• Early morning coffee with my mum in the kitchen, having been rudely awaken by the dog. As everybody else in the household sleeps soundly, we bask in each other’s company, discussing the important news of the day – “Sophie, did you tape Modern Family?”, “One Splenda or two?” – Oh mother, out of all your wonderful attributes, why did you have to bestow your coffee addiction upon me?
  • Sitting by the stove in my pyjamas reading cookery books. Surely not in April, you might be thinking. Irrespective of my being an unnaturally cold person, I derive no greater comfort than perching myself on a stool in my regular place in the kitchen, rain or shine, flicking through the colourful, mouth-watering pages and plotting my next endeavour, courtesy of Sophie Dahl and Nigella, to name but a few. I must admit, at times, to modernising my routine, and swapping cookery books for food blogs  – responsible for tonight’s cookie overdose.
  • Baking, baking, baking. According to my parents, from the age of three onwards, I insisted on baking every day. I vividly remember sitting perched on a stool in the kitchen, gorging on raw cake batter, too impatient to wait for it to bake. Burned, undercooked, completely raw or just right – baking has always been one of my biggest passions, and nothing represents home quite like a gooey tray of brownies or a slightly underdone plate of chocolate-chip cookies warm from the oven. My love of baking stems from my mother, and has been inherited by my younger brother also. Baking together is a wonderful expression of our closeness – we are in it together, working to create a wonderful outcome to be enjoyed by all (or in some cases, as in that of tonight’s Honey Chocolate Chunk Cookies above). I find it reassuring that their inventor, Katrina, first turned to them as an escape from exam time also…makes me feel slightly less guilty for eating three…)

Of course I want to move forward, but it doesn’t all have to change too quickly. Home, after all, is where the heart is, and without me there would be no one to feed the dog in the morning. And with no dog there would only be broken hearts.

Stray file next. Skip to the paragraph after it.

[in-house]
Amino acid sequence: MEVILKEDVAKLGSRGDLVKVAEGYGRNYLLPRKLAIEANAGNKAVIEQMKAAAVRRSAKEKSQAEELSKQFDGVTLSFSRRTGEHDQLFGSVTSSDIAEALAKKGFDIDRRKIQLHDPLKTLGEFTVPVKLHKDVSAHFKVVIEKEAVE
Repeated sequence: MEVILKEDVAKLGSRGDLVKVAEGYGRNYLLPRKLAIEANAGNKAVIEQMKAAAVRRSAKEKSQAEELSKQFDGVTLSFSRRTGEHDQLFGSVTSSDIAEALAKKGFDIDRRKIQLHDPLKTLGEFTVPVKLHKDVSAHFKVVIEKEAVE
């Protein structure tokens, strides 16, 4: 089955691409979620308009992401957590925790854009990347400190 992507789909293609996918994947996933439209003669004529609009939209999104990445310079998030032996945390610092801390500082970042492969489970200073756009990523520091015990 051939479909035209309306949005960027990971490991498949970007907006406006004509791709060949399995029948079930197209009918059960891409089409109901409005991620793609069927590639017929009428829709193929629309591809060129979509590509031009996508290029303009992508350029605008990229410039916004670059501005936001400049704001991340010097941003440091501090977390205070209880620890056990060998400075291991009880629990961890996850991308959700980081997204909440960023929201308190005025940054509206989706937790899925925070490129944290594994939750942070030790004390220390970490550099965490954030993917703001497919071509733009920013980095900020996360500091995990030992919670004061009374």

Mother Knows Best


Mum pops her head around my bedroom door – “Sophie, would you like a cup of coffee?”. I am at that stage of study desperation where it feels like the world is imploding – feeling like I can’t seem to remember anything, that nothing makes sense, the papers are marked too hard and the questions are just too specific. As hard as I’m trying, this time of year is just unpleasant. Somehow I don’t think that yet another coffee break is going to make me retain anything that bit better.

However, over the years I have adopted a little ritual at exam time – nothing too spectacular (I haven’t exactly reinvented the wheel) but it’s a tactic I choose to adopt in order to remember that there is light at the end of the tunnel, despite how dark things may currently seem. I compile a list of all of the things that I would love to be doing right now, but am obliged to refrain from in lieu of my studies, and hang it on the wall in front of me, so intend to do post-exams instead. With only a few more weeks to go, the list is getting longer and somehow more banal…but there’s nothing wrong with enjoying the simple things. It comprises places I want to go to, movies to watch, recipes to attempt and books to read – basic things that unfortunately would only accompany intense feelings of guilt and worry if I were to undertake them now. As a visual aid, and a personal promise that this list will indeed materialise, I have compiled my future reading list into a stack of books on my window sill, growing bigger and bigger by the day, masking the distracting summer sunshine.

I have always identified myself as a ‘print person’ – preferring books to movies, newspapers to online bulletins and citing reading as my favourite hobby. Therefore, as one might expect, I also regarded myself as being thoroughly anti-Kindle. Although my mother tried in vain to convince me otherwise, I remainded adamant that nothing could trump the scent of a new novel or the feel of turning a crisp page (ask any avid reader – I promise I’m not a lunatic). However, this Christmas my mother decided that enough was enough – it was time to rid me of my Kindle snobbery – and in a final attempt, she purchased me my very own. Without doubt I cite my biggest vice as stubbornness, but in this case I had no argument – I was wrong. My Kindle did not deter me from the world of books, but rather enhanced it. New books were available so easily, I found that I was reading more than ever. It was light-weight, transportable and easy to read. I suddenly found myself waking up in the middle of the night and reading for an hour before going back to sleep. “Your problem, Sophie, is you think that everyone has to be either Kindle or book” my mum informed me, a smug expression on her face, “What you didn’t realize is that you can be both”. I have to hand it to her, she was right.

So as the list on my bedroom wall grows longer, correlating to the exponential growth of stress, the light at the end of the tunnel only grows brighter. Maybe I will accept that cup of coffee. Sometimes mothers do know best.

Expect the Unexpected